Egypt’s Ministry of Tourism and Antiquities started on Wednesday the process for sterilizing and disinfecting the Giza Pyramids archeological site to prevent the spread of coronavirus (COVID-19).
The Director General of the site, Ashraf Mohy-Eddin, said that sterilization and disinfection work was carried out in accordance with international standards and using materials approved by the Ministry of Health and Population.
He said that the sterilization work included the visitors’ reception hall, x-ray devices, ticket booths, restrooms, the entrance to the site, and the roads leading to it.
Workers also disinfected the wooden walkway in front of the Great Pyramid, the surfaces that the visitors can lean on, and visitors’ seating areas.
The Ministry of Tourism and Antiquities on Saturday announced that all museums and archaeological sites in Egypt will be closed from March 23 until March 31.
Meanwhile, the flight suspension, originally intended to last from March 19 through March 31, has been extended to April 15.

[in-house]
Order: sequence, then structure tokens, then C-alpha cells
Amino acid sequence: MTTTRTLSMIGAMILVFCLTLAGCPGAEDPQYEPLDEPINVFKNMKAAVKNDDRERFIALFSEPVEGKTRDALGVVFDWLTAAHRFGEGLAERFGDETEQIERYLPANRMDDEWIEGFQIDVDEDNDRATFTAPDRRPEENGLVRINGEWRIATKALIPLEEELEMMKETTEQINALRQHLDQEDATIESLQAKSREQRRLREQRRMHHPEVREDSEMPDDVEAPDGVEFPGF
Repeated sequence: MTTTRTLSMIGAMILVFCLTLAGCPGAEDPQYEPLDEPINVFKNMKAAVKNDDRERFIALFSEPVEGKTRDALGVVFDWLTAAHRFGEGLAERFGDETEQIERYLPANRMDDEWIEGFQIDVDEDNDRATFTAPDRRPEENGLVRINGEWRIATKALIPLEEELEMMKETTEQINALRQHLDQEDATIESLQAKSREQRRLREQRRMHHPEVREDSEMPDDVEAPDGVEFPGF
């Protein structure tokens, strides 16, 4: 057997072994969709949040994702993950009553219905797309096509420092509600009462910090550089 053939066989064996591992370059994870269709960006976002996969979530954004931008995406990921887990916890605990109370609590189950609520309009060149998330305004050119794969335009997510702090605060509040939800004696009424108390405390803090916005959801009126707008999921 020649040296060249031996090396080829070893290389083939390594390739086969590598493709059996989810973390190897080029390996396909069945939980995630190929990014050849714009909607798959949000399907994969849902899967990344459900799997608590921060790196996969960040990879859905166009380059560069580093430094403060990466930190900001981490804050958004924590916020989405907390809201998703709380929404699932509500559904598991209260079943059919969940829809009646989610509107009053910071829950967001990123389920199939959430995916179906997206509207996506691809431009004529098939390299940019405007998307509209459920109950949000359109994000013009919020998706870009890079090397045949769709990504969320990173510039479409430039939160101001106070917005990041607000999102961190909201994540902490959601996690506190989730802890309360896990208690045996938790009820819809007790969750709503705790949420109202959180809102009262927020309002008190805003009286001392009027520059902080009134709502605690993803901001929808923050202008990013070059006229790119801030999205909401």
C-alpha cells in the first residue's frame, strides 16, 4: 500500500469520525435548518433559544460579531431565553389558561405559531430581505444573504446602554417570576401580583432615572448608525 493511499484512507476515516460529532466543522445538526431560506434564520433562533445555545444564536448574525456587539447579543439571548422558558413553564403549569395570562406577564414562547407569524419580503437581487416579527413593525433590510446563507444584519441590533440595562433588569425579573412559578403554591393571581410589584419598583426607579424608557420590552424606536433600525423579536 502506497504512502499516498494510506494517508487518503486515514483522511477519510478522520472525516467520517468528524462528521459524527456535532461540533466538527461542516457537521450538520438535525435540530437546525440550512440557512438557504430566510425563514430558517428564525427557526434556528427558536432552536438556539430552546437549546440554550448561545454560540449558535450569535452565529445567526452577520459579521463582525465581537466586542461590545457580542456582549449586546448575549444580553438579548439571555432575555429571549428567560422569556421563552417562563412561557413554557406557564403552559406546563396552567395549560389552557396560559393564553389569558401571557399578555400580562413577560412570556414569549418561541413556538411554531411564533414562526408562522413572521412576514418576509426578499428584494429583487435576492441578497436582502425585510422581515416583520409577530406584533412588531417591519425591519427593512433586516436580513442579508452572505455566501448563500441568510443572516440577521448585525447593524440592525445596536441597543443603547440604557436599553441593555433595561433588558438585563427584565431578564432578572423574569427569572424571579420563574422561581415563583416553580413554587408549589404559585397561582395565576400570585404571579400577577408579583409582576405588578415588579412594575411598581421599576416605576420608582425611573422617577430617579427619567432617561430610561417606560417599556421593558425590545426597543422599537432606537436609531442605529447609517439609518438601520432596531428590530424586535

A statement by the Tourism and Antiquities Ministry said that the decision to close down tourist sites and museums, which will undergo sterilization during the suspension period, is part of measures to curb the spread of coronavirus.
During this suspension period, awareness sessions will also be held for museum and tourist site workers on ways to prevent and protect against the virus, according to the Ministry.
Egypt has also moved to combat the coronavirus through a campaign to disinfect government buildings, other institutions, and public spaces following an initiative announced by the Health and Population Ministry to sanitize modes of public transportation and buildings in the private and public sector each Friday.
Egypt announced on Tuesday 36 new coronavirus cases and one additional death, bringing the total number of cases confirmed so far in the country to 402.
Twenty people have died from the virus in Egypt, as well as two senior military officers.
There have been over 400,000 confirmed cases of coronavirus worldwide and upwards of 18,000 deaths.
Edited translation from Al-Masry Al-Youm